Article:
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K EcL MINE ON EVERY LOT.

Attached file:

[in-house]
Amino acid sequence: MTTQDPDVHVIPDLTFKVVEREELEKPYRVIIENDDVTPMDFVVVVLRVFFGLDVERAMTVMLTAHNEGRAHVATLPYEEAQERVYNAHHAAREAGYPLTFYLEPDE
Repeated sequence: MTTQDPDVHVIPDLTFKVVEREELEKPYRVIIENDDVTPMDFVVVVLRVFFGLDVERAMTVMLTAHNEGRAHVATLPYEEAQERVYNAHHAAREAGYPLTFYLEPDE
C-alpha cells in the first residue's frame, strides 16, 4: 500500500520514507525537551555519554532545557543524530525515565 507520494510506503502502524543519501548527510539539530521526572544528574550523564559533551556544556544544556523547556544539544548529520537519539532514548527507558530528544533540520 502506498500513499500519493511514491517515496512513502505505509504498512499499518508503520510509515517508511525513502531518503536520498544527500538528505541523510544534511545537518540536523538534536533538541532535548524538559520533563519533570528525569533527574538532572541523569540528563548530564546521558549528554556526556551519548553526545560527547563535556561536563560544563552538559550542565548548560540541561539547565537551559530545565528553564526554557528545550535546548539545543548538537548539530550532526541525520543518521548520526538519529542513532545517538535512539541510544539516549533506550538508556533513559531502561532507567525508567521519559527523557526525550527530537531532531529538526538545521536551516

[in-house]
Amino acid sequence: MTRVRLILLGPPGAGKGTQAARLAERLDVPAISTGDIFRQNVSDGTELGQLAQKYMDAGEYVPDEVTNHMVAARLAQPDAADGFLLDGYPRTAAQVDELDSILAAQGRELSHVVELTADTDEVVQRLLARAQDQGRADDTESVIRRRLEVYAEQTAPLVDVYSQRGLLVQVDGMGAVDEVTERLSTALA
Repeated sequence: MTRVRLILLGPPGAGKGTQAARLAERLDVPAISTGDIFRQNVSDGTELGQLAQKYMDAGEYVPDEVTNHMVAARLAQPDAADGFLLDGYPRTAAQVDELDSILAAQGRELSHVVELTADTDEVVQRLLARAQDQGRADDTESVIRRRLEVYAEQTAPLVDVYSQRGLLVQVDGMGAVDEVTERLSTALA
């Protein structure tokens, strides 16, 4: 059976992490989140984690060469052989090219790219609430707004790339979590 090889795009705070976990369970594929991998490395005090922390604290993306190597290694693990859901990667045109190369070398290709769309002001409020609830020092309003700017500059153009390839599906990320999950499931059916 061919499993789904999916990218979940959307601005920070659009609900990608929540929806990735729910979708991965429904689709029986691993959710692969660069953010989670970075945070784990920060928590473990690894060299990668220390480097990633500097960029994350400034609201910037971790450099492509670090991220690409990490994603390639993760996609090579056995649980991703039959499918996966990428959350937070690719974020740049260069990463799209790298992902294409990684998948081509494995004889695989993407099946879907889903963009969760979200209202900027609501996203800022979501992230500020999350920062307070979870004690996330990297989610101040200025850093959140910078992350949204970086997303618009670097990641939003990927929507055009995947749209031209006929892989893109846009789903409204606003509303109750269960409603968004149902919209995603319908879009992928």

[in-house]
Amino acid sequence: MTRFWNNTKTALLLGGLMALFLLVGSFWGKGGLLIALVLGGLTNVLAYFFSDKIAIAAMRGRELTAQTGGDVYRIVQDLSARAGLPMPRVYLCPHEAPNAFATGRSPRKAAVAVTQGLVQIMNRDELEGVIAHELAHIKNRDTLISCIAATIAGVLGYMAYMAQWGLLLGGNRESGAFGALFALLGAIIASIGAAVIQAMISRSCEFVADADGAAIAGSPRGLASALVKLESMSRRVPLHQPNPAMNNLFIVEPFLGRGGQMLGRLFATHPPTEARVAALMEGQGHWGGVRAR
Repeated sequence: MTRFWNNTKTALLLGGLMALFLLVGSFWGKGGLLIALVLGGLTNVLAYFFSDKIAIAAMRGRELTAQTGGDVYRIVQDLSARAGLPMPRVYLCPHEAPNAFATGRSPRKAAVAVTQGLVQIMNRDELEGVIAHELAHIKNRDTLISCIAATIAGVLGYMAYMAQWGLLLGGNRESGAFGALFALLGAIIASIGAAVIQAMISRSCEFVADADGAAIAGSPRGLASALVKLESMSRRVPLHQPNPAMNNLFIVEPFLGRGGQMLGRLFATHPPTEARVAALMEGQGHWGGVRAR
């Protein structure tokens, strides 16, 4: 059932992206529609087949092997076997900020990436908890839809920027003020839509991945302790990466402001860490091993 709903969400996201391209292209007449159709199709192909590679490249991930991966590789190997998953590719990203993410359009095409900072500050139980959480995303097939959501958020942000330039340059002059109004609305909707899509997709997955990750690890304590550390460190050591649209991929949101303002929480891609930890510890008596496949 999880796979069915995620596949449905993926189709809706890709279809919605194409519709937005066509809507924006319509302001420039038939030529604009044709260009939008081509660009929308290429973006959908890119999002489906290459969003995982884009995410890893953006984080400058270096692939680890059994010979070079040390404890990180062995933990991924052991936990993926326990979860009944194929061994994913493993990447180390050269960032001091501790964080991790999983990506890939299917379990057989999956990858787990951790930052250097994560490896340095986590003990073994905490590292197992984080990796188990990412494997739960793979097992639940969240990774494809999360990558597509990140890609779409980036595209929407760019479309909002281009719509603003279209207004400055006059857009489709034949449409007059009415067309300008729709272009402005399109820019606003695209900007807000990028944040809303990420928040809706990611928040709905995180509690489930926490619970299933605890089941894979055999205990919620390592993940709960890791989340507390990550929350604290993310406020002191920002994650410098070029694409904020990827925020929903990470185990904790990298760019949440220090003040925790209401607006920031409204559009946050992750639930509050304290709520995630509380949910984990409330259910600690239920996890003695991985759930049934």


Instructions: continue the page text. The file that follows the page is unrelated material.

Recent Developments in the KENWOOD district, comprising the Bradford, Brooke and Syndicate Additions to Helena, make the above statement almost absolutely true. But there are other features of this part of Helena that out weigh the probability of finding gold in paying quantities, and those are the freedom from smoke and dust that KENWOOD Enjoys beyond any other suburb. the direct water service, insur ing purity and freshness, the fine view, the rich soil, school facil ities, street car service, good drives and numerous other advantages. Prices are now reasonable, and the present is the time to buy. My list com prises many very choice locations. MwRL UTH, 214, 215, 216, POWER BUILDING, HELENA, MONTANA. NO SMOKE FROM THIS. Samples of the Improved Powder Brought From Europe by an Agent. It is Not That Used by the Great Powers, But of Private Manufacture. These Bave Been Pronounced Unsatisfac tory by the Europeans-A Test of Its Explosive Character. Some nine months ago the war depart ment sent a special agent abroad to get samples of the different smokeless powders used by the European powers. While the idea was good, says the New York World, the task was hopeless from the start. The war departments of France, England and Germany make their smokeless powder and no outsider can enter their faotories, much less get samples of their powders. The pro cess of manufacture is considered a state secret. Even active officers of the countries named have to apply for special permission to visit a powder mill belonging to their government. Under the circumstances it is not surpris ing that the United States agent found it impossible to get samples of the smokeless powdee nesed in the armies of France, Ena land and Germany. All he could do was to buy samples frona private powder mills. This he did, and he brought back samples of the English Maxim and Houghton, the French B. N., the German Noble and Wals rode and the Belgium Werdensn. All these have been tested by nearly every European government and found not satisfactory, in spite of th. improvements made upon them. Eaoh company assured the agent that its powder was the best and that it would like to supply the' United States government with as moon smokeless powder as the whole army could puff away. Captain Blunt, of Springfield, at the head of the board of army officers for testing the new magazine rifles to be introduced Into our army, was assigned to thoroughly tet these powders. According to Captain Blunt's report all the smokeless powders brought from Eu rope, as well as the one manufactured by the United Btates navy, is valueless for use in small firearms such as infantry rifles. The force of smokeless powd8. is much greater than that of ordinary gunpowder, because of the high explosive character of the substanoes used. Its combustion is so rapid that one grain more than the normal charge of a cartridge will cause an increase of 15,000 pounds pressure to the square inch in the breech of a gun. Unfortunately the most skillful hand cannot measure a powder charge to the nicety of a grain, more or less. The increased pressure causes an In creased velocity of the missile and as by far the largest number of cartridges will be a trifle irregular in weight the produced presenre and the actual velocity of each bullet will differ. With such material mark manship would become a farce, and an in fantry body forced to use it might as well throw rifles away and essay to hit the enq my with a baton, Only a few trials have been made to *s tablish the value of the samples of smoke lsem powder for large auns. The eight inch P. L. steel rifle, the smallest of the new American big guns at tandy Hook, was fired a couple of times with the Ger man Walarode. The result in a deasure surprised the experimenting officers. The normal charge of ordinary powder for an elht-inch rilfe is 180 pounds, the shell weghltaO 800 peads Oniy forty-fve )*' pounds of the German smokeless powder were used, and the low pressure of 30,000 pounds per square inch to the breech of the gun with the extraordinary velocity of over 2.000 feet per second was obtained. Taking into consideration that the full charge of 130 pounds of ordinary powder with a pressure of at least 35,000 pounds to the square inch would not have given more than 1,7)0 or 1,800 feet velocity it would seem that the smokeless powder has some good qualities. All these foreign powders have been care fully analyzed, but their composition re mains a secret. It has been impossible to determine the chemical bases of some of the compound ingredients, and until this is done it will be hard for our powder makers to improve upon these products. The value of smokeless powder in warfare is beyond dispute. The war department seems to realize this, and the ordnance department does at present. with its lim ited means, all it can to keep abreast with the progress of modern times. This gov ernment should follow the example of: for eign powers and establish laboratories, placing them in charge of skilled chemists, who might study the smokeless powder question thoroughly. The French semokeless powder has the ap pearance of thin sheets of glue which are cut in strips two inches long and half an inch wide. The charge is bound together with a string and thus put into the gun. The German Walsrode is cut in cubes one third of an inch square. It is dark black and under the knife acts like soap. A thin piece cut from it is almost transparent. One of the chief componenteof all smoke less powder is now nitro-cellulose, which seems to have transplanted the straw col lulose. A BOY'S MANNER. The Commercial Value of Proper Behavior in a Boy. "His manner is worth $100,000 to him!" That is what one of the chief men of the nation lately said about a boy, says the Congregationalist. "It wouldn't be worth so much to one who meant to be a farmer, or who had no opportunities, but to a young college student with ambitions it is worth at least $100,000. The boy was a distant relative of the man and had been brought up by careful parents in afar off city. Among other things he had been taught to be friendly and to think of other persons before him self. The boy was on a visit in the town where the man lived. They met on the street, and the younger, recoc nizing the elder, promptly went to his side and spoke to him in his cordial, happy, yet respectful, way. Of course the man was pleased, and knew that anybody would have been pleased. The sentence above was the outcome of it. A little later the boy came into the room, just as the rpan was strug gling into his overcoat. The boy hur ried to him, pulled it up at the collar and drew down the wrinkled coat beneath. He would have done it for any man, the haughtiest or the poorest. The boy has not been in society a great deal. He has not learned orthodox selfish ness. He positively can't be easy at the table until his neighbors are waited on. A chair is torture if be thinks anyone else is less comfortably seated. He wouldn't in terrupt to let loose the wittiest or the most timely remark ever thought of. He may learn to do so some day-after he has earnsed his hundred thousand-but it is doubtful. The expression of his klndliness may be come conformed to popular usage, modi. fled, refined, but the spirit, which prompts the expression will only row with his years. Do not misunderstand, boys. You may be truly unselfish, and yet not have this boy's prize, You may wish to do things for others and yet feel that you do not know how. Tie only way to learn is to try; to hesitate for no feeling of bashfulness or awkwardhess, but to put into direct and instantdneous practice whatever kind, help ful thoughts occur to you. 1 Wisdom's Violet Cream Is the most exquisite preparation in the world for softening 'and whitening the hands and face. It is not only a substitute for, but in every respect superior to glyuer In, sold asci, vaseline, and like prepara tlonw 'ljry it. OUR TWENTY-SEVENTH YEAR OF CONTINUOUS BUSINESS Clarke, Conrad,& Curtin, THE LEADING DEALERS IN STOVES AND RANGES. SWe offer a very complete line S t of all kinds of leatillh avd Cookinv Stoves CRN,: jFor either Wood or Coal and at prices that will astonish 4NC~ everybody. I *ORLP COME AND SEE US. Oer nte MILNi . -AGENCY FOR GAlden Suushine Steel Ranges, s,;., Acorn line of Heaters aid Cooks, _,__'_,*_ . I Superior Stoves ad Ranges. 42 AND 44 S. MAIN ST. TELEPHONE 90. THE COOK AMALGAMATOR. THE COOK AMALGAMATOR may take the place of the ordinary mill tables and operate close up to the batteries, or it works with splendid results on the tailings from other amalgamatin; devices. It is CHEAP. DESIRABLE AND EFFICIENT, and Will save ninety-nine per cent. of all the metals which will amalgamate, no matter how fine, and the Soured quick in the tailings from other amalgamatiug apparatus. There are very many places (I Montana where the Cook Amalgamator will pay for itself every month. I Will Guarantee Satisfaction Where I Advise the Purchase. SEND FOR CIRCULAR. G. C. Swallow, Helena, Sole Agent for Montana. Having declined tIm plsma of State Mine Inspoobor, I am now prepared to examine and report on mines, and aid in buying and selling the same. I have had prt-flve years' experience in mining. G. C. SWAL.row. See Amalgamator at my Otoe from 9 to 12 ,A. M. SAT A SACRIFICE'. After an extraordinary rush upon our stock of Wines, Cigars and Liquors, after our positive announcement that we must close out, we have now on hand that must be closed out immediately Fifty-Five Barrels of Bond & Lillard Spring of 1887 Whiskies, Besides numerous other brands, that we will close out either in part, by the gallon or barrel, or the entire outfit, at PRICES THAT WILL ASTONISH YOU. Cigars, Wines and Fancy Liquors are still being offered at PRICES NEVER BEFORE HEARD OF. We wish to announce to the family trade that we are able to stock their cel lars and pantries with the most delicious Whiskies, Wines and Fancy Liquors at prices never before heard of. We still wish to impress upon the minds of the public that when we say that we must positively close out WE MEAN BUSINESS. Give us a oall. I. L. ISRAEL & CO.